The worst problem most composers suffer from is the tight schedule on their projects. Many composers sleep not more than 5 hours per night when there is crunch time which of course doesn’t allow to write the most creative music.
The main problem often lies in the fact, that originally the time frame for the music might be set quite comfortably but due to the natural delay of most departments before the music (as music is quite at the end of the production chain) but the release date not being changed that time window shrinks often to nerve-wrecking few days or weeks.
To get a proper understanding of what is adequate time frame for your composer, you need to know his/her working speed.
Most composers get to comfortably write a mean of 2 minutes of music per day, scores with few instruments and lots of relaxed music can be written faster, busy action or comedy sequences might get along slower so there might indeed be a span between 20 seconds to 10 minutes a day (which could also happen on the same movie, depending on the scene that is being scored). However the mean of two minutes per day is a good standard. So let’s say you have a movie that needs 60 minutes of music. This would mean that your composer would need approximately 30 full working days on it. On a 6-day week this would mean 5 weeks. However if you also want demos, your composer will be slowed down needing to produce them, which might end up in a mean as low as one minute of music each day. Unless you offer enough budget for him to outsource this job (or outsource the writing of the score sheet, depending on where he feels more comfortable) you might need to be prepared for this speed. Another slowdown will be rewrites which will happen on most projects, so depending on how picky you are, you might want to add another 1 to 2 weeks as buffer for that. Additionally to the writing time you have to plan in time for him/her to actually come up with the material (like themes, motifs) and the overal language of the music (which instruments, which special musical devices to make it original and unique). A comfortable frame for that might be two to three weeks. In this time he/she can also demo themes for you and do a few revisions until you agree on the material and tone. Another time factor to be added is what happens after the composition is finished. The score sheets need to be copied and prepared for the musicians, the musicians/orchestra has to be recorded and mixed. On a 60 minute score, copying will take about 2-5 days, the recording will take probably three days and the mixing another three days. With a bit of buffer time in between (travel time for the composer) you end up with additional 2-2.5 weeks.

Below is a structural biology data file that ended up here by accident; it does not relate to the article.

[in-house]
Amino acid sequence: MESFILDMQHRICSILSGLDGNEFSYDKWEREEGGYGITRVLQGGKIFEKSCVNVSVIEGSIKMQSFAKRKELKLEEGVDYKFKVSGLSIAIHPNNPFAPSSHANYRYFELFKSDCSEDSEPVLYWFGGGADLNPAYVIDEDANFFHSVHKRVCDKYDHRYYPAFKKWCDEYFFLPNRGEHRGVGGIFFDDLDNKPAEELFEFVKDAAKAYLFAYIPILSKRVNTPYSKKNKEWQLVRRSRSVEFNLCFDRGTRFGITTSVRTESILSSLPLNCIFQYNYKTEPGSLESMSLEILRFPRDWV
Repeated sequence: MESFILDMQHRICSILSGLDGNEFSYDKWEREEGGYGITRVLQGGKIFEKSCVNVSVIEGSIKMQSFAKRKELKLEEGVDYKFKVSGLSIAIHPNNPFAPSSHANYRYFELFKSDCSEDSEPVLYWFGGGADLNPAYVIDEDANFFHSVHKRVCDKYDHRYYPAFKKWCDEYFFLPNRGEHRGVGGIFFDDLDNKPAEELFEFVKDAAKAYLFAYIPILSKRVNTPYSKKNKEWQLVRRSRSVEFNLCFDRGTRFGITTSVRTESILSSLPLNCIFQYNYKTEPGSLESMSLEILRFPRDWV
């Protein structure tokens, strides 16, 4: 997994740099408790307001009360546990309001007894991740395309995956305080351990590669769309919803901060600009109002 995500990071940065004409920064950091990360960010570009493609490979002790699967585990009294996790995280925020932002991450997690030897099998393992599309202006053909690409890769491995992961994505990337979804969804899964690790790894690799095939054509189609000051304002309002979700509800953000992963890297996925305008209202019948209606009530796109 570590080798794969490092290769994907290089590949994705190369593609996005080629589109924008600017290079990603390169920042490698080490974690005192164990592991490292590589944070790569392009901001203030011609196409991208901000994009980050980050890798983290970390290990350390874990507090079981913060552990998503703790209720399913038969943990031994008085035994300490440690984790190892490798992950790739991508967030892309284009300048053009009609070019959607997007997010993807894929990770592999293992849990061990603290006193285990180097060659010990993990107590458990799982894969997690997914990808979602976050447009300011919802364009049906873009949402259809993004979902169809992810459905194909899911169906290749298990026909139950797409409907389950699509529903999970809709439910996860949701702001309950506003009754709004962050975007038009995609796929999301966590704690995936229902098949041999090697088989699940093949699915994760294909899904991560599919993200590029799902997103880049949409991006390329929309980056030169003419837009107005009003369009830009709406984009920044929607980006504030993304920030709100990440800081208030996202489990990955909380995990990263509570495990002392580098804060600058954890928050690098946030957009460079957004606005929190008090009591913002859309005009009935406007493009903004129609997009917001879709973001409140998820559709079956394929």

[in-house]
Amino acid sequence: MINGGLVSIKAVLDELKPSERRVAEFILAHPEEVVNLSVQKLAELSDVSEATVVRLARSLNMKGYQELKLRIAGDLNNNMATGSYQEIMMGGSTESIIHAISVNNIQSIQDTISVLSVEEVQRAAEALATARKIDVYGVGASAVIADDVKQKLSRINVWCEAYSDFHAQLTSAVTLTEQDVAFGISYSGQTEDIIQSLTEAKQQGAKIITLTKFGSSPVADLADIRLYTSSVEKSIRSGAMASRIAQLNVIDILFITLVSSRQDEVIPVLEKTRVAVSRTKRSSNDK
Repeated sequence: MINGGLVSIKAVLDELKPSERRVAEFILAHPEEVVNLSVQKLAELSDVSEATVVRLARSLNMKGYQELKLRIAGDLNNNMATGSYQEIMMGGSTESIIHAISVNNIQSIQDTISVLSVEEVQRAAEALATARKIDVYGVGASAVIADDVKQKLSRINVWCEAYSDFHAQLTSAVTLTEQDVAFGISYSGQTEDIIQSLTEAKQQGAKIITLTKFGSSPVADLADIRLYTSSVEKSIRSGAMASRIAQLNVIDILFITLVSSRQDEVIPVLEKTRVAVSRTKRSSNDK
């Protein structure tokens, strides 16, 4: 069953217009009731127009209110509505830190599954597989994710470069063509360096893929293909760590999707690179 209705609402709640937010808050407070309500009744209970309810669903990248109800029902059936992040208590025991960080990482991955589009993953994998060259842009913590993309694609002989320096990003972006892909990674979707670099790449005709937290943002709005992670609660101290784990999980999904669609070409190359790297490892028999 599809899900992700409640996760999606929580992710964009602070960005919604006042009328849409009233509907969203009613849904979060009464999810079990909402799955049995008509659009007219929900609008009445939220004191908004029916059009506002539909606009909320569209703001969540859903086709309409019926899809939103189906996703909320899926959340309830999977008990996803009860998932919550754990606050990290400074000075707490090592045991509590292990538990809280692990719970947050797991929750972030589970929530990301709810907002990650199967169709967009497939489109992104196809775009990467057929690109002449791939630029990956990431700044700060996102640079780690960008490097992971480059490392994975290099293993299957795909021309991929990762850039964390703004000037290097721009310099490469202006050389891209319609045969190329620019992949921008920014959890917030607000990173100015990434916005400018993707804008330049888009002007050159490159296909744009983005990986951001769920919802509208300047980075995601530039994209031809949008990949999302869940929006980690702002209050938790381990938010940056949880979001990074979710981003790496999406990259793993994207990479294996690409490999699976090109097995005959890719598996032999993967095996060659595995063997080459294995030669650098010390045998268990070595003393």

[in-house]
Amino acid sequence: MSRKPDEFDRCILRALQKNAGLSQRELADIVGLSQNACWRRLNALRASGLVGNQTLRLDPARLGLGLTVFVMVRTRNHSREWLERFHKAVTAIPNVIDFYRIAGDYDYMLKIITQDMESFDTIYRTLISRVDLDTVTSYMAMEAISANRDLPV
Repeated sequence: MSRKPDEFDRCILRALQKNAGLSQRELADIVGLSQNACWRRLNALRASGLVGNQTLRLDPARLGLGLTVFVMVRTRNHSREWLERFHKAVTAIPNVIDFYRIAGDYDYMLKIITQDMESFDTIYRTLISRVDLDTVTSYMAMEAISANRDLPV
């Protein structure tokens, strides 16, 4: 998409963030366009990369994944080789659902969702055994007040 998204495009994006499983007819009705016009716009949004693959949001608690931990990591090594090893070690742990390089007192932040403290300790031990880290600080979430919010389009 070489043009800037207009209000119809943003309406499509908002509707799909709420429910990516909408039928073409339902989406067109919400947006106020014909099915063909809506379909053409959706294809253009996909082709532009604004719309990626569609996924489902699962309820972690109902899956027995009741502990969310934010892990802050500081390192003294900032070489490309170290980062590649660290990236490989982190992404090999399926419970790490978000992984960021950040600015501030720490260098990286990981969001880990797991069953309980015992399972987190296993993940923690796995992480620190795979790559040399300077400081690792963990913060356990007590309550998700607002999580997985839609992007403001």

So at the scenario where your composer has the chance to outsource the demo production or score sheet writing and can actually compose two minutes a day, with the usual amount of rewrites and the regular time it takes to prepare, record, mix you would end up on a production frame for the music of your 60 minute score of 12 weeks or 3 months. This is a comfortable time frame and can be shortened if you make more budget available. The composer might be able to outsource more tasks like orchestration, might be able to book a huge copying company which can copy the parts in 1 night etc to shrink down that time frame. Of course, he/she can also work through nights and raise the composing speed to 3 to 4 or even more minutes per day but it will make the quality suffer. There’s an old saying between film composers which goes “Do you want it good or do you want it now?”
Keep these figures in mind when you plan your post production.